MILHDBK470A: Designing and Developing Maintainable Products and Systems 
 

3.1  Understand the Customer's Maintainability Needs
Understanding the customer's maintainability needs is
the first and most obvious step in meeting the objective of a maintainable
product. It is important that the level of maintainability addressed here is
that which is measured by the user, the operational maintainability, not
necessarily that measured during design and development. Many factors can
affect operational maintainability, not just the design characteristics of the
product or the manufacturing processes used to make the product. This point
will be addressed later in Section
3.6 .
An important part of understanding customer needs is to collect and study lessons learned on prior products, preferably products similar to the one being acquired. By learning which problems have plagued products in the past, the maintainability engineer can adopt design approaches that reduce if not eliminate the problem in the new product.
Quantitative maintainability requirements should be derived using the same process used to derive other product design requirements. This process consists of performing a needs analysis and through the use of tools such as Quality Function Deployment (QFD). QFD is a tool for translating defined customer requirements into appropriate design requirements at each stage of design and development. The method uses a matrix known as the House of Quality, as depicted in Figure 3. Following are definitions of the terms used in the House of Quality.
Whats 
 The product characteristics, functions, or levels of performance wanted by the customer. These are the customer needs or requirements. The Whats are sometimes divided into Primary, Secondary, and Tertiary requirements. Examples of each for a fighter aircraft are, respectively, Operating Characteristics, Sorties, and 4 Sorties per Day. 
Hows 
The ways in which theWhatscan possibly be met. Also called design requirements. A Howfor the fighter sortie requirement might be a product availability of 0.92 
Importance 
The value or importance placed by the customer on eachWhat. Typically stated as Greatest, Average, or Least. 
HowstoWhats Relationships 
The relative strength of the relationship between a What (a requirement) and a specific How. Typically stated as Very Strong, Strong, or Weak or a corresponding numerical value. 
Weighted Importance 
The importance of eachHowbased on either itsHow to What relationship value and number of tertiary Whats (absolute weighting) or the relationship value, risk, and number of tertiary Whats (relative). 
Weighted Importance is calculated as follows:

How Correlation 
 The strength of the technical interrelationships between theHows. Typically stated as Very Strong, Strong, or Weak. 
Risk 
 The degree of technical and cost risk associated with eachHow. Typically stated as Greatest Average, or Least.

N 
 The total number of requirements (Whats). 
Figure 3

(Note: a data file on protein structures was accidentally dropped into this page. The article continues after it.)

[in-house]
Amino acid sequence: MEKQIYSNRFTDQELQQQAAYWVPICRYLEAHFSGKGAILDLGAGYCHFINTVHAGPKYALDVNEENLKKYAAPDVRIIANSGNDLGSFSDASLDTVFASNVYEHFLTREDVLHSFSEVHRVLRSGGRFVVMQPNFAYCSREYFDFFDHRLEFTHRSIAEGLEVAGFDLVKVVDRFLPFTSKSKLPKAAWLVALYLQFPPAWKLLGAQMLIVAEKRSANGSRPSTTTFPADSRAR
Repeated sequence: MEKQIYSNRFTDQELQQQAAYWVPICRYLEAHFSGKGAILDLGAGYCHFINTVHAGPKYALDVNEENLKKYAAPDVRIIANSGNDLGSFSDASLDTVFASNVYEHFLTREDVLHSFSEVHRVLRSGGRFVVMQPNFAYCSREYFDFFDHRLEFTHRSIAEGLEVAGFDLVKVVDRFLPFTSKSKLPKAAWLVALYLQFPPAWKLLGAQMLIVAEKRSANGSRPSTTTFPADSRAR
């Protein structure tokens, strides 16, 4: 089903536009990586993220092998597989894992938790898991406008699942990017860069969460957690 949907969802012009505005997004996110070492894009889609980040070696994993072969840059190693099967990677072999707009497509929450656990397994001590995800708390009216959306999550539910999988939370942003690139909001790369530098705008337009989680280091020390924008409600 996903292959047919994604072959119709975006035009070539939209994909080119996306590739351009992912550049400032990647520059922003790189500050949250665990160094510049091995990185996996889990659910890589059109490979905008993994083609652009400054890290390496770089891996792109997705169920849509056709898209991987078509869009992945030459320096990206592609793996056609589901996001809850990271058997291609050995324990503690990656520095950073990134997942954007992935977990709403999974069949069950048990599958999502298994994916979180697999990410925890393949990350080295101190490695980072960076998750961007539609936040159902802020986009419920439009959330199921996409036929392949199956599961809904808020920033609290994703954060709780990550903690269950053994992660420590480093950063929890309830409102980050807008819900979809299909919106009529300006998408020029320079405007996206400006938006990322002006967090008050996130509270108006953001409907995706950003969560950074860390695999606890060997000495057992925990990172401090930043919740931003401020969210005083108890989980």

House of Quality
Briefly, the following steps are used in the QFD approach (see Figure
4).
 Enter theWhatsalready determined. If necessary, further define theWhatsas Primary, Secondary, and Tertiary requirements.
 Determine theHows, the design requirements, based on technical experience and knowledge.
 DevelopWhatHowrelationships, assigning a numerical value to each (for example, a Very Strong relationship might be assigned a 5, a Strong relationship a 3, and a Weak relationship a 1). Determining relationships is based on experience and technical knowledge. To provide an easily understood graphical display, symbols, as shown in Figure 4, are used.
 Define and assign customer importance factor for each of the lowest level (primary, secondary, or tertiary) requirements and the degree of technical and cost risk associated with eachHow. Assign numerical values to the factors and
degrees of risk (e.g., Greatest =
5, Average = 3, Least = 1). < BR >
 Develop relationships among the Hows (not shown in Figure 4). Use the same definitions for the strength of the relationship and the corresponding numerical value that were used for the WhatHow relationships. Knowing the relationship among Hows will be important during trades.
 Calculate the relative and absolute weights for the Hows. For each How (DR1, DR2, and DR3), sum the relationship values in that column. The results are 39, 35, and 32, respectively. Ranked ordered, the Hows are given absolute weights of 1, 2, and 3. Now
multiply the relationship values in each column by the corresponding
importance and add the products yielding the following sums: 117, 67, and
100, respectively. Rank ordered, the relative weights are 1, 3, and 2,
respectively, for DR1, DR2, and DR3.
 Multiply the relative weights by the Risk factors of the Hows. The products of this multiplication indicate the attention merited by each How . DR2 rates the most attention, DR3 the next most, and DR1 the least.
The righthand side of the complete House of Quality (reference Figure 3) is used to project the relative level of effort, cost, required manufacturing capability, and the supplier's competitive position regarding each What. Projections are usually stated as Greatest, Average, and Least.
By using successive QFD "Houses of Quality", with the Hows from one used as the Whats of the next, increasingly more detailed (lower level) requirements can be derived.
Figure 4 
Example Excerpt of House of Quality